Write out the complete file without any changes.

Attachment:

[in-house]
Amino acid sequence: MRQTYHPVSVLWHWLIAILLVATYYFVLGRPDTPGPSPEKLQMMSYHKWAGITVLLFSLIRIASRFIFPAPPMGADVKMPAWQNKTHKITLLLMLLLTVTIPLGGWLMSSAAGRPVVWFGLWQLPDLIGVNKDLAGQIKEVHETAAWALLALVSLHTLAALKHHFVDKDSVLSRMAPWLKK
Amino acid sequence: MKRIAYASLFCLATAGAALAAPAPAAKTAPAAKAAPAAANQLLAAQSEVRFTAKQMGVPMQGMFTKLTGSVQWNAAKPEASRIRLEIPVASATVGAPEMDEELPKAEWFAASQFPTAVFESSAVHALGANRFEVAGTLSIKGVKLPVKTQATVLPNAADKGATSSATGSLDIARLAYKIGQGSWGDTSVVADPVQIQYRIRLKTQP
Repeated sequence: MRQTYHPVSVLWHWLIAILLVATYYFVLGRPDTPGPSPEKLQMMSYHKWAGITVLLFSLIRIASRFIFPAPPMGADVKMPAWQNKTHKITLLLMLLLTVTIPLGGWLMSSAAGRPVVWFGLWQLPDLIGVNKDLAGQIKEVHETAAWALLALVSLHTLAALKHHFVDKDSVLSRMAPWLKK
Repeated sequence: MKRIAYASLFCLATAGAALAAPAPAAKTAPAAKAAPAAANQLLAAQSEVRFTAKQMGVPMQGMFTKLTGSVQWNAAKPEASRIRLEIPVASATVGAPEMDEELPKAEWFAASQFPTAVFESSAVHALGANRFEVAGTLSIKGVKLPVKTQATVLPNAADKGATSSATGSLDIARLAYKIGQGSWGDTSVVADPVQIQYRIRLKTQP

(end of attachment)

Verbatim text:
[in-house]
Amino acid sequence: MRQTYHPVSVLWHWLIAILLVATYYFVLGRPDTPGPSPEKLQMMSYHKWAGITVLLFSLIRIASRFIFPAPPMGADVKMPAWQNKTHKITLLLMLLLTVTIPLGGWLMSSAAGRPVVWFGLWQLPDLIGVNKDLAGQIKEVHETAAWALLALVSLHTLAALKHHFVDKDSVLSRMAPWLKK
Amino acid sequence: MKRIAYASLFCLATAGAALAAPAPAAKTAPAAKAAPAAANQLLAAQSEVRFTAKQMGVPMQGMFTKLTGSVQWNAAKPEASRIRLEIPVASATVGAPEMDEELPKAEWFAASQFPTAVFESSAVHALGANRFEVAGTLSIKGVKLPVKTQATVLPNAADKGATSSATGSLDIARLAYKIGQGSWGDTSVVADPVQIQYRIRLKTQP
Repeated sequence: MRQTYHPVSVLWHWLIAILLVATYYFVLGRPDTPGPSPEKLQMMSYHKWAGITVLLFSLIRIASRFIFPAPPMGADVKMPAWQNKTHKITLLLMLLLTVTIPLGGWLMSSAAGRPVVWFGLWQLPDLIGVNKDLAGQIKEVHETAAWALLALVSLHTLAALKHHFVDKDSVLSRMAPWLKK
Repeated sequence: MKRIAYASLFCLATAGAALAAPAPAAKTAPAAKAAPAAANQLLAAQSEVRFTAKQMGVPMQGMFTKLTGSVQWNAAKPEASRIRLEIPVASATVGAPEMDEELPKAEWFAASQFPTAVFESSAVHALGANRFEVAGTLSIKGVKLPVKTQATVLPNAADKGATSSATGSLDIARLAYKIGQGSWGDTSVVADPVQIQYRIRLKTQP